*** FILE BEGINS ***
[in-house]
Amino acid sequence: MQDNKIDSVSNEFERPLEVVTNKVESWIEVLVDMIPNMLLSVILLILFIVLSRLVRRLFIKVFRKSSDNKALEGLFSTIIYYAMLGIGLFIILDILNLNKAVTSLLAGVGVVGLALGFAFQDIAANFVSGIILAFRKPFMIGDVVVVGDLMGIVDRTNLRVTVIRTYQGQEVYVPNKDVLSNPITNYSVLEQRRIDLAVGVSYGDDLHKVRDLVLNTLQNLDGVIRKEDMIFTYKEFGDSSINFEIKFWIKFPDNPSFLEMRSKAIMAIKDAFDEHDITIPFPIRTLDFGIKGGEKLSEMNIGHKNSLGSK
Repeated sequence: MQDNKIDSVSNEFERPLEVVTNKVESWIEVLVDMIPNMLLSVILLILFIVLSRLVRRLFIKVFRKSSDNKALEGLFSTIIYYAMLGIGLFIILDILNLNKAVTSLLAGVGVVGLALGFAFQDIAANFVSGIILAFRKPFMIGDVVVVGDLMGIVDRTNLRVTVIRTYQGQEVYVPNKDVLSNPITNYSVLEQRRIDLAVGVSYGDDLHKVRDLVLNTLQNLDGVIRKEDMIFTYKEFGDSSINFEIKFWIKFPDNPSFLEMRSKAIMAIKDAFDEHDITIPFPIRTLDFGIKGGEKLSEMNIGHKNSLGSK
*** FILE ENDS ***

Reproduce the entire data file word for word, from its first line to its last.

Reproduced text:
[in-house]
Amino acid sequence: MQDNKIDSVSNEFERPLEVVTNKVESWIEVLVDMIPNMLLSVILLILFIVLSRLVRRLFIKVFRKSSDNKALEGLFSTIIYYAMLGIGLFIILDILNLNKAVTSLLAGVGVVGLALGFAFQDIAANFVSGIILAFRKPFMIGDVVVVGDLMGIVDRTNLRVTVIRTYQGQEVYVPNKDVLSNPITNYSVLEQRRIDLAVGVSYGDDLHKVRDLVLNTLQNLDGVIRKEDMIFTYKEFGDSSINFEIKFWIKFPDNPSFLEMRSKAIMAIKDAFDEHDITIPFPIRTLDFGIKGGEKLSEMNIGHKNSLGSK
Repeated sequence: MQDNKIDSVSNEFERPLEVVTNKVESWIEVLVDMIPNMLLSVILLILFIVLSRLVRRLFIKVFRKSSDNKALEGLFSTIIYYAMLGIGLFIILDILNLNKAVTSLLAGVGVVGLALGFAFQDIAANFVSGIILAFRKPFMIGDVVVVGDLMGIVDRTNLRVTVIRTYQGQEVYVPNKDVLSNPITNYSVLEQRRIDLAVGVSYGDDLHKVRDLVLNTLQNLDGVIRKEDMIFTYKEFGDSSINFEIKFWIKFPDNPSFLEMRSKAIMAIKDAFDEHDITIPFPIRTLDFGIKGGEKLSEMNIGHKNSLGSK